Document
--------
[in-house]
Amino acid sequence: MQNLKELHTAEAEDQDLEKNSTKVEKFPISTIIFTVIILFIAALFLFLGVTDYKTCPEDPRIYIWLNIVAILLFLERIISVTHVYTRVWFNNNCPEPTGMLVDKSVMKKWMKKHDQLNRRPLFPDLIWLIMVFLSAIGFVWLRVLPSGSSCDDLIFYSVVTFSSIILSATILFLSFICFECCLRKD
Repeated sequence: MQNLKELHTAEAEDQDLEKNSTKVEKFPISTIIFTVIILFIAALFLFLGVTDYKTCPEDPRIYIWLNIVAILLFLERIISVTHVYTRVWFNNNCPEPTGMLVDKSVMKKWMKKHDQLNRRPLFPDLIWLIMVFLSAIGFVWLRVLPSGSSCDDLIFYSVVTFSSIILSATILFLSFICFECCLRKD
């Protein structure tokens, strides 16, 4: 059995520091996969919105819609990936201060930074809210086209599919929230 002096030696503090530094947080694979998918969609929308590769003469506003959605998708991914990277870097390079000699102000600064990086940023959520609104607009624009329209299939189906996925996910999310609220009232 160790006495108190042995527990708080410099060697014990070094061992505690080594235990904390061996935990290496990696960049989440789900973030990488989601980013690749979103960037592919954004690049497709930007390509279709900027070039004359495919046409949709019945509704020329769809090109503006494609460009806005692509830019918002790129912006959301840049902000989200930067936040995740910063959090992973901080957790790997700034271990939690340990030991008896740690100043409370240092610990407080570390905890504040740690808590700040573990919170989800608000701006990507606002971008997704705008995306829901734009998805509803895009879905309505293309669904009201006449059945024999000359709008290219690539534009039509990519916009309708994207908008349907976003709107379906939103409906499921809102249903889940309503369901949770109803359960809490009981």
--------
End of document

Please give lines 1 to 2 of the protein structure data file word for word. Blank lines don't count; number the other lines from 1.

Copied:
[in-house]
Amino acid sequence: MQNLKELHTAEAEDQDLEKNSTKVEKFPISTIIFTVIILFIAALFLFLGVTDYKTCPEDPRIYIWLNIVAILLFLERIISVTHVYTRVWFNNNCPEPTGMLVDKSVMKKWMKKHDQLNRRPLFPDLIWLIMVFLSAIGFVWLRVLPSGSSCDDLIFYSVVTFSSIILSATILFLSFICFECCLRKD